Yes, we typically warp tees by 3/16" per foot of width for a 60' long tee. Tees that are warped by more than this can crack; transverse tensioning is being used in some garages where this criteria needs to be exceeded.
4. What is the maximum length you would recommend for a garage without an expansion joint?
Care should be taken in keeping the stiff elements away from the extremities of a garage, but when this is done, it is possible to build a garage up to 325 feet in length without the need for an expansion joint. Attention must also be given to diaphragm loads, and the spacing of shear walls.
5. What floor to floor height is recommended in a parking structure?
When the overall height of the structure is not a problem, we recommend floor to floor heights of 10' - 4" as a minimum. This will provide a clear height of 7' - 6" for each level within the structure, and will help in making the garage feel more open as well as improving the lighting and the visibility of signage. Additional clearance is sometimes required to meet ADA requirements.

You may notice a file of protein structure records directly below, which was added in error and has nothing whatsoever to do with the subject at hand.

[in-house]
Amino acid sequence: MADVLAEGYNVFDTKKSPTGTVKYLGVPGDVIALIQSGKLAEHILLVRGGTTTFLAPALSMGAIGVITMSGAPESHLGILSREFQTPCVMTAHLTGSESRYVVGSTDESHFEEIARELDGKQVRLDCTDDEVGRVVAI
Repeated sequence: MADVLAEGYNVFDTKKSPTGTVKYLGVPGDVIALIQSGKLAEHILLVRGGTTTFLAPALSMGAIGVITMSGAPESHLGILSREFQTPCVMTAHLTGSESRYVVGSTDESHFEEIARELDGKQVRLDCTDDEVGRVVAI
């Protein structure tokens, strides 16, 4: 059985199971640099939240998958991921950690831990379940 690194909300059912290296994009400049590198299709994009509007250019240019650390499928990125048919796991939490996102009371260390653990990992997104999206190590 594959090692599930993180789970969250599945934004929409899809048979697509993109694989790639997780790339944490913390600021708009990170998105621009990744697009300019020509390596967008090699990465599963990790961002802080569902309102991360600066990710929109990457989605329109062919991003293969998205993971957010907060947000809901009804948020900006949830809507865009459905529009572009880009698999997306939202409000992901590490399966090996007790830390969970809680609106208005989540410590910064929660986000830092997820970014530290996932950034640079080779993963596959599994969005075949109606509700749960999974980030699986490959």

6. Can curved panels, or unusually shaped panel profiles be created economically?
Yes, but only if shapes are repetitive. It costs considerably more to create an original mold (or form) for complex shapes/profiles. However, if 20 to 30 castings are made from a single mold, the cost is amortized over all of the castings, reducing the premium to a nominal amount per casting.
7. What are the keys to color uniformity?
There are numerous ways in which precast color uniformity can be enhanced.
Use a retarded finish. This exposes the coarse aggregate, permitting the coarse aggregate's uniform natural color to "carry" the panel's color. In doing so, be certain to use a color compatible matrix (sand/cement/pigment), in order to mask any uneven coarse aggregate dispersion.